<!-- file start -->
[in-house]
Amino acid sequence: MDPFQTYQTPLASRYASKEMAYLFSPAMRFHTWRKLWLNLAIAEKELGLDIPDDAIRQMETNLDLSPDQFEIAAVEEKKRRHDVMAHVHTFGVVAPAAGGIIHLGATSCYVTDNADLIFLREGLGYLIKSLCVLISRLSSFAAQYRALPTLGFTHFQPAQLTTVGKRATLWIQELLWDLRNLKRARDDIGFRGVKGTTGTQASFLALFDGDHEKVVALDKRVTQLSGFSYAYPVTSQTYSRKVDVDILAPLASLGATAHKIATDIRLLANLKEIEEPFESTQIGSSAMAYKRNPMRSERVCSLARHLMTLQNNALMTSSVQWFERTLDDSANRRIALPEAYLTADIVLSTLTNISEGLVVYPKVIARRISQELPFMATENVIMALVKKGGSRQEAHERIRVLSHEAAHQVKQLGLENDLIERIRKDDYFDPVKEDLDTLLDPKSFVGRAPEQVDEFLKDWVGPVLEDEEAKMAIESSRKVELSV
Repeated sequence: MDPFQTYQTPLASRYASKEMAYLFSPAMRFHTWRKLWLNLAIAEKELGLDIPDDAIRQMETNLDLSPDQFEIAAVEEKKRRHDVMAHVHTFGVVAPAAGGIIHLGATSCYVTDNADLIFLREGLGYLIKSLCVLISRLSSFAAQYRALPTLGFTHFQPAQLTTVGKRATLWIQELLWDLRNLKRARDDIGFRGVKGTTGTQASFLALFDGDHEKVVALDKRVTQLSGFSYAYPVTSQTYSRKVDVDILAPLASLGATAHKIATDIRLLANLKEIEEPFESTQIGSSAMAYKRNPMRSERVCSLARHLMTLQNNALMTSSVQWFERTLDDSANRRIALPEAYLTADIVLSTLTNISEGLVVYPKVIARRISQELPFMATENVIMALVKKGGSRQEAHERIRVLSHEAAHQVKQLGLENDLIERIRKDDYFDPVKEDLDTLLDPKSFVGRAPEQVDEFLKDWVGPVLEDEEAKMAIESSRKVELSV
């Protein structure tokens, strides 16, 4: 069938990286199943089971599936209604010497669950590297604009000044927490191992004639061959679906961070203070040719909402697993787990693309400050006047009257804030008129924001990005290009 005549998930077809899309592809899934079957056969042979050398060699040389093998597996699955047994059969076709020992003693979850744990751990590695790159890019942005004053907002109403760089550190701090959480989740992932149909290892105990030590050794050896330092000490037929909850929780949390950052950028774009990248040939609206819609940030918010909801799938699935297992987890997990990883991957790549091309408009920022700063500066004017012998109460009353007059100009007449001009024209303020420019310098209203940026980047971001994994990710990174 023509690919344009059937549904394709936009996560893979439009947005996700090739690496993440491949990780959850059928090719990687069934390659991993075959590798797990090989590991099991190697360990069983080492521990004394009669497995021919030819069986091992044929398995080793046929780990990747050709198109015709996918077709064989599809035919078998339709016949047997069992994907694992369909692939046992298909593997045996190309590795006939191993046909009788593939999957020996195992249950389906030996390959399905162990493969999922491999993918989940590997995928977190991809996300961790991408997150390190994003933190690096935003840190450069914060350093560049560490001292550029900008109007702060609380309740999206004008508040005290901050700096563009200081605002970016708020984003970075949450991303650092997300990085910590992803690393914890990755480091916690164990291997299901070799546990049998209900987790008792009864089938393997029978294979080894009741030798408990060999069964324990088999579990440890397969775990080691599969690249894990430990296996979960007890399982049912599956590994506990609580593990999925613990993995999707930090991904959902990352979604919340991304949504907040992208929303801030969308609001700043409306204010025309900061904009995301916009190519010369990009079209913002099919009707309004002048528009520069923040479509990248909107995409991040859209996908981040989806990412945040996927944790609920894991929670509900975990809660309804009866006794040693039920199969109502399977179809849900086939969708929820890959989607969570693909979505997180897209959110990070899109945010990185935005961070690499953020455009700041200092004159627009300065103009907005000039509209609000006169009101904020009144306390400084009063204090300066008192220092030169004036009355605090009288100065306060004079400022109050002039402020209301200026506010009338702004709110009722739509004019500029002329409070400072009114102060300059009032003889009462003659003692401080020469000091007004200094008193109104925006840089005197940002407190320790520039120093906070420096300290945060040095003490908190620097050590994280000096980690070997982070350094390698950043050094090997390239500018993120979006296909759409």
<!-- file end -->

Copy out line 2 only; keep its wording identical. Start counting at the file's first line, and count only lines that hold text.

Amino acid sequence: MDPFQTYQTPLASRYASKEMAYLFSPAMRFHTWRKLWLNLAIAEKELGLDIPDDAIRQMETNLDLSPDQFEIAAVEEKKRRHDVMAHVHTFGVVAPAAGGIIHLGATSCYVTDNADLIFLREGLGYLIKSLCVLISRLSSFAAQYRALPTLGFTHFQPAQLTTVGKRATLWIQELLWDLRNLKRARDDIGFRGVKGTTGTQASFLALFDGDHEKVVALDKRVTQLSGFSYAYPVTSQTYSRKVDVDILAPLASLGATAHKIATDIRLLANLKEIEEPFESTQIGSSAMAYKRNPMRSERVCSLARHLMTLQNNALMTSSVQWFERTLDDSANRRIALPEAYLTADIVLSTLTNISEGLVVYPKVIARRISQELPFMATENVIMALVKKGGSRQEAHERIRVLSHEAAHQVKQLGLENDLIERIRKDDYFDPVKEDLDTLLDPKSFVGRAPEQVDEFLKDWVGPVLEDEEAKMAIESSRKVELSV